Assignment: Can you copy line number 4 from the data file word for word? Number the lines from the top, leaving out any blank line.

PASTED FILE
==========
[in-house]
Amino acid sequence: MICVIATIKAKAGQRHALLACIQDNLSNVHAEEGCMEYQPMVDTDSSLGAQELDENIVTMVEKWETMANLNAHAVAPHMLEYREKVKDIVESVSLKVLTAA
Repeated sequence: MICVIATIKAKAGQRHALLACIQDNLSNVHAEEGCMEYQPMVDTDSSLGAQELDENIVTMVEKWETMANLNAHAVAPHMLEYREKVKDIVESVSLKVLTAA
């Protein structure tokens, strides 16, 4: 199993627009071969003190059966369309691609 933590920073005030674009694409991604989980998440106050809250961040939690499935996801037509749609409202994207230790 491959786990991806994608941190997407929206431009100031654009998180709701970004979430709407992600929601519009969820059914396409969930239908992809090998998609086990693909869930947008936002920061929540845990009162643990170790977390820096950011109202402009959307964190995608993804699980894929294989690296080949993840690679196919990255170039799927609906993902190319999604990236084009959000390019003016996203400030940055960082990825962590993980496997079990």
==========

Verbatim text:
């Protein structure tokens, strides 16, 4: 199993627009071969003190059966369309691609 933590920073005030674009694409991604989980998440106050809250961040939690499935996801037509749609409202994207230790 491959786990991806994608941190997407929206431009100031654009998180709701970004979430709407992600929601519009969820059914396409969930239908992809090998998609086990693909869930947008936002920061929540845990009162643990170790977390820096950011109202402009959307964190995608993804699980894929294989690296080949993840690679196919990255170039799927609906993902190319999604990236084009959000390019003016996203400030940055960082990825962590993980496997079990």